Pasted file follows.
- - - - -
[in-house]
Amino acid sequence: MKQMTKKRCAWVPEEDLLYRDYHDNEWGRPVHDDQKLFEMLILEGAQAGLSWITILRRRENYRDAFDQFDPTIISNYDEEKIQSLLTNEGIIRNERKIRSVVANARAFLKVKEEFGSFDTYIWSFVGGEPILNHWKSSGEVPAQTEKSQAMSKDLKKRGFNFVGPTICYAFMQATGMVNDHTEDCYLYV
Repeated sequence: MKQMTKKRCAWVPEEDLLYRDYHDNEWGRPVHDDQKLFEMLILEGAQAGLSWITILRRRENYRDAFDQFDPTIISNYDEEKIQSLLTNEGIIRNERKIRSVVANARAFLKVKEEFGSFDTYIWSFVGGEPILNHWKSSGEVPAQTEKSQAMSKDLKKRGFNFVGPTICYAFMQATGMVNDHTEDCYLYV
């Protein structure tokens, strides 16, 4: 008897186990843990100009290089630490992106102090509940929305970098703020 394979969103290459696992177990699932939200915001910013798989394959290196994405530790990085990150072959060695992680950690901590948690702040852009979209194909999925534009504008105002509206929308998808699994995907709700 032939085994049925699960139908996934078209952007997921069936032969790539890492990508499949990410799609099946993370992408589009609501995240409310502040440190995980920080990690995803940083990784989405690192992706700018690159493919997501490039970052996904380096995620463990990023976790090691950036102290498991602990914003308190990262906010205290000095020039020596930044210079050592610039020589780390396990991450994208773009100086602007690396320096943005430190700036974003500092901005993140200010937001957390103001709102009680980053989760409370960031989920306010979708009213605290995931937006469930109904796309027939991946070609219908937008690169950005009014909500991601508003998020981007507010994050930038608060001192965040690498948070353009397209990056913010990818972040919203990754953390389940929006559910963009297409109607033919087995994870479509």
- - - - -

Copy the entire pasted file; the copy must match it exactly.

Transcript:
[in-house]
Amino acid sequence: MKQMTKKRCAWVPEEDLLYRDYHDNEWGRPVHDDQKLFEMLILEGAQAGLSWITILRRRENYRDAFDQFDPTIISNYDEEKIQSLLTNEGIIRNERKIRSVVANARAFLKVKEEFGSFDTYIWSFVGGEPILNHWKSSGEVPAQTEKSQAMSKDLKKRGFNFVGPTICYAFMQATGMVNDHTEDCYLYV
Repeated sequence: MKQMTKKRCAWVPEEDLLYRDYHDNEWGRPVHDDQKLFEMLILEGAQAGLSWITILRRRENYRDAFDQFDPTIISNYDEEKIQSLLTNEGIIRNERKIRSVVANARAFLKVKEEFGSFDTYIWSFVGGEPILNHWKSSGEVPAQTEKSQAMSKDLKKRGFNFVGPTICYAFMQATGMVNDHTEDCYLYV
């Protein structure tokens, strides 16, 4: 008897186990843990100009290089630490992106102090509940929305970098703020 394979969103290459696992177990699932939200915001910013798989394959290196994405530790990085990150072959060695992680950690901590948690702040852009979209194909999925534009504008105002509206929308998808699994995907709700 032939085994049925699960139908996934078209952007997921069936032969790539890492990508499949990410799609099946993370992408589009609501995240409310502040440190995980920080990690995803940083990784989405690192992706700018690159493919997501490039970052996904380096995620463990990023976790090691950036102290498991602990914003308190990262906010205290000095020039020596930044210079050592610039020589780390396990991450994208773009100086602007690396320096943005430190700036974003500092901005993140200010937001957390103001709102009680980053989760409370960031989920306010979708009213605290995931937006469930109904796309027939991946070609219908937008690169950005009014909500991601508003998020981007507010994050930038608060001192965040690498948070353009397209990056913010990818972040919203990754953390389940929006559910963009297409109607033919087995994870479509």